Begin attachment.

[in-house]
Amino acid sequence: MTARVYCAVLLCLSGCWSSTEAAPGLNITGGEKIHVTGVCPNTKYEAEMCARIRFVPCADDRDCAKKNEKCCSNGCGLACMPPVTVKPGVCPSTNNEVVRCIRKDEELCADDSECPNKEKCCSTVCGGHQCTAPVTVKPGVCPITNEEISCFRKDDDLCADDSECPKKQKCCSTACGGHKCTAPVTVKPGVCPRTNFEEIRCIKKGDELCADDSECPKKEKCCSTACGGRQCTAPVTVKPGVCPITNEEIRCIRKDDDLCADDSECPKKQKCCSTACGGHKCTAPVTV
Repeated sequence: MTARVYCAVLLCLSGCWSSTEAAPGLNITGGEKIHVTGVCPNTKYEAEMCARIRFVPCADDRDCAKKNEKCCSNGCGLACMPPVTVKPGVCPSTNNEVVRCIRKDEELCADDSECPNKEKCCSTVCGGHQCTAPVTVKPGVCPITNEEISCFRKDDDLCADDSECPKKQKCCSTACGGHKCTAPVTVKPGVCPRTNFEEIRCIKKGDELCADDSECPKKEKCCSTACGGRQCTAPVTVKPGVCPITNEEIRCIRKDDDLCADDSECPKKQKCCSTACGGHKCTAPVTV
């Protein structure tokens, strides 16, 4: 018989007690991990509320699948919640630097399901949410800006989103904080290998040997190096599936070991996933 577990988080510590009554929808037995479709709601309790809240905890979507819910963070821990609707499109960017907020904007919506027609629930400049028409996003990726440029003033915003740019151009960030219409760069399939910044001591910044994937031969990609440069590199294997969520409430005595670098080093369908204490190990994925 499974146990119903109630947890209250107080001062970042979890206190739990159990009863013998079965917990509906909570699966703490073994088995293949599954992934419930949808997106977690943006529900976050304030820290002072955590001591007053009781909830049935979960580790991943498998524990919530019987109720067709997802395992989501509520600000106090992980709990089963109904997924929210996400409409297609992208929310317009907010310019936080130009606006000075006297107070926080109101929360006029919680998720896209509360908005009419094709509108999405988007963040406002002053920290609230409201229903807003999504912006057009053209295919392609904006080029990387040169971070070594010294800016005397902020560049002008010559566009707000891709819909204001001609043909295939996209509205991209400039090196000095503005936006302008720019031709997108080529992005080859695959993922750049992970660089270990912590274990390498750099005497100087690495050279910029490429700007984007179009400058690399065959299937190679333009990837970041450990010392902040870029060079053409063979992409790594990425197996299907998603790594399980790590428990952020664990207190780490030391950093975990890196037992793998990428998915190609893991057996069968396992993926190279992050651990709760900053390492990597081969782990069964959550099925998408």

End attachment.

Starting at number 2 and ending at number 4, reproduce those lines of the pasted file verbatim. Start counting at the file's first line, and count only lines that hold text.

Amino acid sequence: MTARVYCAVLLCLSGCWSSTEAAPGLNITGGEKIHVTGVCPNTKYEAEMCARIRFVPCADDRDCAKKNEKCCSNGCGLACMPPVTVKPGVCPSTNNEVVRCIRKDEELCADDSECPNKEKCCSTVCGGHQCTAPVTVKPGVCPITNEEISCFRKDDDLCADDSECPKKQKCCSTACGGHKCTAPVTVKPGVCPRTNFEEIRCIKKGDELCADDSECPKKEKCCSTACGGRQCTAPVTVKPGVCPITNEEIRCIRKDDDLCADDSECPKKQKCCSTACGGHKCTAPVTV
Repeated sequence: MTARVYCAVLLCLSGCWSSTEAAPGLNITGGEKIHVTGVCPNTKYEAEMCARIRFVPCADDRDCAKKNEKCCSNGCGLACMPPVTVKPGVCPSTNNEVVRCIRKDEELCADDSECPNKEKCCSTVCGGHQCTAPVTVKPGVCPITNEEISCFRKDDDLCADDSECPKKQKCCSTACGGHKCTAPVTVKPGVCPRTNFEEIRCIKKGDELCADDSECPKKEKCCSTACGGRQCTAPVTVKPGVCPITNEEIRCIRKDDDLCADDSECPKKQKCCSTACGGHKCTAPVTV
């Protein structure tokens, strides 16, 4: 018989007690991990509320699948919640630097399901949410800006989103904080290998040997190096599936070991996933 577990988080510590009554929808037995479709709601309790809240905890979507819910963070821990609707499109960017907020904007919506027609629930400049028409996003990726440029003033915003740019151009960030219409760069399939910044001591910044994937031969990609440069590199294997969520409430005595670098080093369908204490190990994925 499974146990119903109630947890209250107080001062970042979890206190739990159990009863013998079965917990509906909570699966703490073994088995293949599954992934419930949808997106977690943006529900976050304030820290002072955590001591007053009781909830049935979960580790991943498998524990919530019987109720067709997802395992989501509520600000106090992980709990089963109904997924929210996400409409297609992208929310317009907010310019936080130009606006000075006297107070926080109101929360006029919680998720896209509360908005009419094709509108999405988007963040406002002053920290609230409201229903807003999504912006057009053209295919392609904006080029990387040169971070070594010294800016005397902020560049002008010559566009707000891709819909204001001609043909295939996209509205991209400039090196000095503005936006302008720019031709997108080529992005080859695959993922750049992970660089270990912590274990390498750099005497100087690495050279910029490429700007984007179009400058690399065959299937190679333009990837970041450990010392902040870029060079053409063979992409790594990425197996299907998603790594399980790590428990952020664990207190780490030391950093975990890196037992793998990428998915190609893991057996069968396992993926190279992050651990709760900053390492990597081969782990069964959550099925998408």